• First, we find that total factor productivity (TFP) in the private sector increases because there is an improvement in the allocation of resources across firms within that sector. By targeting small firms, the counterfactual procurement allocation system also allows relatively more constrained firms to participate in procurement, which facilitates their asset accumulation in the long run and diminishes capital misallocation across firms.
  • Second, we find that TFP in the procurement sector declines. By targeting small firms, the new allocation system will inevitably allocate procurement contracts to relatively less productive firms, which will manifest in a reduction of productivity with which public goods are produced.
  • And third, we find that the effect on aggregate capital accumulation is ambiguous. On the one hand, as already mentioned, relatively small firms will accumulate more assets in the new steady state, which will push up the amount of capital in the economy. On the other hand, savings incentives for medium/large firms will be lower under the alternative allocation system. In our model, one of the reasons why relatively large firms accumulate assets is the fact that they want to minimise the probability of being constrained in case they obtain a large procurement contract in the future. In counterfactual economies in which large firms are less likely to obtain a contract or/and the size of the contracts is smaller, the incentives for these precautionary savings decrease, which pushes down aggregate capital accumulation.

A key mechanism

Our empirical evidence shows that the short-run effect of obtaining a procurement contract is to decrease sales in the private sector, while in the long run private sector sales increase as firms accumulate assets. We argue that this short-run negative spillover is the result of asset-based borrowing constraints: in the short run, the amount of physical collateral is fixed, and it has to be split between the private sector and public sector sales. We show that the quantitative importance of this negative spillover depends on the extent to which government contracts can be used as collateral. Specifically, in economies where government contracts are poor collateral compared to revenues from the private sector, the arrival of a procurement project for a small firm generates a larger negative spillover of production in the private sector. This results in larger long-run output losses when reforming the procurement allocation procedures in favour of small firms.

Conclusions

Our results show that the actual sign and size of the effects of public procurement reforms on capital accumulation and aggregate output crucially depend on two factors. 

  • First, the specific way in which the promotion of small firms in procurement is implemented matters. We find that a counterfactual allocation system that facilitates the participation of small firms by decreasing the size of contracts are more detrimental than policies that directly target small firms in the allocation system. Therefore, policies aimed at helping small firms may consist of actions to improve transparency and increase publicity of procurement processes or to provide technical and financial support for preparing applications.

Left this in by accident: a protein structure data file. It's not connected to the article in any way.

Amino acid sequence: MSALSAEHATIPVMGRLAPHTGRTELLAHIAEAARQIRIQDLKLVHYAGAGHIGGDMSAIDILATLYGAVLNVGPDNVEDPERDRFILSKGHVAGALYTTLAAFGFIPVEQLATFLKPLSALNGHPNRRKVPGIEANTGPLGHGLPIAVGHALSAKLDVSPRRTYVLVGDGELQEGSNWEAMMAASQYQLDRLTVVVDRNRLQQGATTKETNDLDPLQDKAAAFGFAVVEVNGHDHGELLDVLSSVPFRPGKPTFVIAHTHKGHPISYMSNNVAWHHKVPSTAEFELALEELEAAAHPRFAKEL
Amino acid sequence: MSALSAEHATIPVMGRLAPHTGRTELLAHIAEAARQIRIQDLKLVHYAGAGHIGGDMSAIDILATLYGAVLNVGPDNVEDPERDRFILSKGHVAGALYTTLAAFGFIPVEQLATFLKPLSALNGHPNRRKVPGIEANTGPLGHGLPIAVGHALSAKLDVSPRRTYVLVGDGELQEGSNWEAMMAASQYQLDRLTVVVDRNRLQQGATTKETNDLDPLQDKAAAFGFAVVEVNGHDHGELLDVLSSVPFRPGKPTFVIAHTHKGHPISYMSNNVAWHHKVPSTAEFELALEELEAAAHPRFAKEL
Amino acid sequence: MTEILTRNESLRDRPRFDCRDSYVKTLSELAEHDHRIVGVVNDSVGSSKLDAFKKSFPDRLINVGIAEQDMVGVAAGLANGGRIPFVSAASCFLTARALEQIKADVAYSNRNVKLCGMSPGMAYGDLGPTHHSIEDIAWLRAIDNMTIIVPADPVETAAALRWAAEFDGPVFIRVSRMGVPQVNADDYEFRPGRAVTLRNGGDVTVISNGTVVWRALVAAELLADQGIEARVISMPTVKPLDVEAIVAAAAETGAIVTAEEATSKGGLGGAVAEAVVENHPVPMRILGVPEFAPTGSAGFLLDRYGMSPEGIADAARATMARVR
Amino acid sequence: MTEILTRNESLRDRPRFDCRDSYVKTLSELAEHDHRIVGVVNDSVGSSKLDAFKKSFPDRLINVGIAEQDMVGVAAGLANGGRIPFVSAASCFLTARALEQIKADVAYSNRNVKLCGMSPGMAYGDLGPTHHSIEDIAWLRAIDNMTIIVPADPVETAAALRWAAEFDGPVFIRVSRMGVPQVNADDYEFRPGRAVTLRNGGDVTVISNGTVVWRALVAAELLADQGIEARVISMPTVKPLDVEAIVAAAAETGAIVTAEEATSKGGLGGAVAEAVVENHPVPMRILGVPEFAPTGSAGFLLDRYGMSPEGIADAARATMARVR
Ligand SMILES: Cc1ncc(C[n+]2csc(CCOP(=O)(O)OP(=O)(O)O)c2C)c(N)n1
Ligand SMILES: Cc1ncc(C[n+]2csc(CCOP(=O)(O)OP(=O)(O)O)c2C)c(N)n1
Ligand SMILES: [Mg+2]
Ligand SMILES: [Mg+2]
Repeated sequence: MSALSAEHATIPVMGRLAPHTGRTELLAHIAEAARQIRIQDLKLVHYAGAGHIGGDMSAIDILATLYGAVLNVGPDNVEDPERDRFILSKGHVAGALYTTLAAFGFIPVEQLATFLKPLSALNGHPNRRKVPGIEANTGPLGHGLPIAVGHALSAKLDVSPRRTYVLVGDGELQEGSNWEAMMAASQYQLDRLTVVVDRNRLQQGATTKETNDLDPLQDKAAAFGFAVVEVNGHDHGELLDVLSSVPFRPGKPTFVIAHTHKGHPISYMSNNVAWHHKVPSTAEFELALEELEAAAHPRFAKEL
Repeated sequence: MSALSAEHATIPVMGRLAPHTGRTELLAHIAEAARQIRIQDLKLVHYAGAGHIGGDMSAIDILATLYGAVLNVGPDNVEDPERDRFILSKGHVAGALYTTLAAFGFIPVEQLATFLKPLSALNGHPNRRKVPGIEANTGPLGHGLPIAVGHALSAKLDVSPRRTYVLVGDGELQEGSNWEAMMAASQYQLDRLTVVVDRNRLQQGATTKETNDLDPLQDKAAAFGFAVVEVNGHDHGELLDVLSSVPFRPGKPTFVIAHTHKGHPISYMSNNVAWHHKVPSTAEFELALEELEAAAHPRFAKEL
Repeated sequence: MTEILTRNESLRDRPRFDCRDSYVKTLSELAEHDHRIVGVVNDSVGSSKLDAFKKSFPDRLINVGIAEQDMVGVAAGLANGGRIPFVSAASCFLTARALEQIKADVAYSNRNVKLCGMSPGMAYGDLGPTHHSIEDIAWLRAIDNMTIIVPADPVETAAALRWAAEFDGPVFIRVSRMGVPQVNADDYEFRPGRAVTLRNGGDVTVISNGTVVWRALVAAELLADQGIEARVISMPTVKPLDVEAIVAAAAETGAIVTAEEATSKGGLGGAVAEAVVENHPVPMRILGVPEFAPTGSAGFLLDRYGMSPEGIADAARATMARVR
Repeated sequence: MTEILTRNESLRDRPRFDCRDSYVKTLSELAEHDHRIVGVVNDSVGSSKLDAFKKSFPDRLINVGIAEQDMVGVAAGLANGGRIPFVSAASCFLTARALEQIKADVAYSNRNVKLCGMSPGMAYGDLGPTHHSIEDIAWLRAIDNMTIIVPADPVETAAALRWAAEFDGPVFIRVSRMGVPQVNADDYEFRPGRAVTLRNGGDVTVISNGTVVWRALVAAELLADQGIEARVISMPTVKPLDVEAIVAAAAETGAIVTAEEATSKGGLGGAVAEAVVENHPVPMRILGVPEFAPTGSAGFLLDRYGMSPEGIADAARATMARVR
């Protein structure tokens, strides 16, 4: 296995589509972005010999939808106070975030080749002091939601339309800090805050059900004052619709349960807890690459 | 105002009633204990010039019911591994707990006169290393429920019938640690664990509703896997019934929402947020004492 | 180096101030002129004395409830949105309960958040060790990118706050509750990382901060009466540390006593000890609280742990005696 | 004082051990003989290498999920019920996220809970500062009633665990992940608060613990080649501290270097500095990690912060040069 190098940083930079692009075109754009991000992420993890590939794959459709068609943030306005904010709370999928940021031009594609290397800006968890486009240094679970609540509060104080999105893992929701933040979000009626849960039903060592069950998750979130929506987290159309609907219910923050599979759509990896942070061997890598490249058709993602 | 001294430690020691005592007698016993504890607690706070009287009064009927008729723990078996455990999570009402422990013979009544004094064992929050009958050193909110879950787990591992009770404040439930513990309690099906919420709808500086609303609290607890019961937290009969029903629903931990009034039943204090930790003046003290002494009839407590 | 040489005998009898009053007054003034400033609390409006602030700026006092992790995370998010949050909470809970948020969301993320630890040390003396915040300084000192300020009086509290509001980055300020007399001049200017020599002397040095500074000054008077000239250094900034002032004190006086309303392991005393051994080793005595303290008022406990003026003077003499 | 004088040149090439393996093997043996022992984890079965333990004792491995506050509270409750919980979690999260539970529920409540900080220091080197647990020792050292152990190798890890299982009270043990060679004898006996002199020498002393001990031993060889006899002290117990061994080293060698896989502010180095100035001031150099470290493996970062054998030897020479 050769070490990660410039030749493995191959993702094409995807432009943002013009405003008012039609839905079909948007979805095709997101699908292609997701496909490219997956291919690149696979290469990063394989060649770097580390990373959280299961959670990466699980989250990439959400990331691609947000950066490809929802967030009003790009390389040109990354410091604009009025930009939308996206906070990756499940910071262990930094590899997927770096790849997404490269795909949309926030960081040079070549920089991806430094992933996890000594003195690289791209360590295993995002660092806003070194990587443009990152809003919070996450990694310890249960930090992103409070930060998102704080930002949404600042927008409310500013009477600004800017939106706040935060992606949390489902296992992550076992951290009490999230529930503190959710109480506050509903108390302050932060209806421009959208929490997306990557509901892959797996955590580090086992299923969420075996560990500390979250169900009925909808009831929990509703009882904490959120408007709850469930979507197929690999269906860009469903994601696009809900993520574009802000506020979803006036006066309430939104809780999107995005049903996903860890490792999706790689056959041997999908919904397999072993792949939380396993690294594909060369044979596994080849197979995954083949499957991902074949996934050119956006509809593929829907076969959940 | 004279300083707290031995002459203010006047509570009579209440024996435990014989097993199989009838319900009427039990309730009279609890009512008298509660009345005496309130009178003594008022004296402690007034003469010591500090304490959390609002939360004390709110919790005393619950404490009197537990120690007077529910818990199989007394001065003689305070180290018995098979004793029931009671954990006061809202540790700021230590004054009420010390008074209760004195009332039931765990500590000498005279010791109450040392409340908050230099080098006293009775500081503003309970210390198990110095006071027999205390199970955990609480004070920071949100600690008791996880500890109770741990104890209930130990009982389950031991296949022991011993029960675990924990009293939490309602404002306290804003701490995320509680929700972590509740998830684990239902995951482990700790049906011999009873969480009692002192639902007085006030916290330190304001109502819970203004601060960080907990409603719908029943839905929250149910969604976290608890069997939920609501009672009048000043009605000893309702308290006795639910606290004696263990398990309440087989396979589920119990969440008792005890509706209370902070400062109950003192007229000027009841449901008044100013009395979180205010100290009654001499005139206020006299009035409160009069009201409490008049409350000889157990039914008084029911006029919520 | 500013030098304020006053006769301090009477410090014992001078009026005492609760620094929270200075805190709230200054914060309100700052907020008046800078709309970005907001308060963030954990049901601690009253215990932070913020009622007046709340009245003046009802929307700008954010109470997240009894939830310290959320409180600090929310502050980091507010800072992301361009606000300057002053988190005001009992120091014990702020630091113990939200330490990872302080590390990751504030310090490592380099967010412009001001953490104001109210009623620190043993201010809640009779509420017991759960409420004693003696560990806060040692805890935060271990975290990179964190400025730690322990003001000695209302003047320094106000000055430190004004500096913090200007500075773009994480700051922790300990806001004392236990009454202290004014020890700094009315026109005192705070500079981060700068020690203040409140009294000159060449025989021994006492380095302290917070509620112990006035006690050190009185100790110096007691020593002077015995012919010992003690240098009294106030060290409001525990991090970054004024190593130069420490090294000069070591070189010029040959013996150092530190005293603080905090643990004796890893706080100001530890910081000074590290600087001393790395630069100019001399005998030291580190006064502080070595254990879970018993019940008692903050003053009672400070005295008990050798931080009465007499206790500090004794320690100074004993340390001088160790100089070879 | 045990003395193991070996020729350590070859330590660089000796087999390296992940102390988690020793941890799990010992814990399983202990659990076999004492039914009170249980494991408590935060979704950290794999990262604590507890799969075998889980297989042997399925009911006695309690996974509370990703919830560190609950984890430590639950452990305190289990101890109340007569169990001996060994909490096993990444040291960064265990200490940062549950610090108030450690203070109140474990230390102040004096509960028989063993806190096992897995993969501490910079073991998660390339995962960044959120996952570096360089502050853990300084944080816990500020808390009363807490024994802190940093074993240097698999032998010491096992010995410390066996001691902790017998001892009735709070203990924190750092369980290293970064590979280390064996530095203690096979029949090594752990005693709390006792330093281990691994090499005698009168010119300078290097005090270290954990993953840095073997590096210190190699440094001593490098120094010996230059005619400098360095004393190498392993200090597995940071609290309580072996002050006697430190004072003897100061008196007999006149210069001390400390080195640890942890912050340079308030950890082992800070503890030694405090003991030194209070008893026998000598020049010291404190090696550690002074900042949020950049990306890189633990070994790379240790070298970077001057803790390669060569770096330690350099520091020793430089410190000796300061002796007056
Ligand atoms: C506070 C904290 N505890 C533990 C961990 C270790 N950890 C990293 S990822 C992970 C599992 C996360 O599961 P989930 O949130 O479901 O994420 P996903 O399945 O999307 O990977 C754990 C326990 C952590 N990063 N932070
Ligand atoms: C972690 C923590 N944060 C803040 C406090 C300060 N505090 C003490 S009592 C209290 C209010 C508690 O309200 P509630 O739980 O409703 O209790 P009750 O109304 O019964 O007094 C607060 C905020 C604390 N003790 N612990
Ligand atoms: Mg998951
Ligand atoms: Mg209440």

• Second, as discussed above, the extent to which government contracts can be used as collateral limits the negative effects of these reforms. Hence, targeting small firms in procurement in low-income countries, where governments tend to be characterized by low levels of credibility or/and solvency, may be particularly damaging for the macroeconomy.

References

Bandiera, O,  E Bosio, G Spagnolo (2021), “Discretion, efficiency, and abuse in public procurement: A new eBook”, VoxEU.org, November.

Berthou, A, J H Chung, K Manova and C Sandoz (2019), “Trade, Productivity, and (Mis)allocation”, CEPR Discussion Paper 14203.

Bosio, E, S Djankov, E Glaeser and A Shleifer (2020), “Public Procurement in Law and Practice”, NBER Working Paper 27188.

Cox, L, J Gernot, J Muller, E Pasten, R Schoenle and M Weber (2020), “Big G”, NBER Working Paper 27034.

Ferraz, C, F Finan and D Szerman (2015), “Procuring Firm Growth: The Effects of Government Purchases on Firm Dynamics”, NBER Working Paper 21219.

Garcıa-Santana, M and J Pijoan-Mas (2014), “The Reservation Laws in India and the Misallocation of Production Factors”, Journal of Monetary Economics 66: 193-209.

Garicano, L, L Lelarge and J V Reenen (2016), “Firm Size Distortions and the Productivity Distribution: Evidence from France”, American Economic Review 106: 11.

Hebous, S and T Zimmermann (2021), “Can government demand stimulate private investment? Evidence from U.S. federal procurement,” Journal of Monetary Economics 118 (1): 178–194.

Lee, M (2021), “Government Purchases and Firm Growth”, available at SSRN.

Song, S, S Storesletten and F Zilibotti (2011), “Growing like China”, American Economic Review 101: 196–233.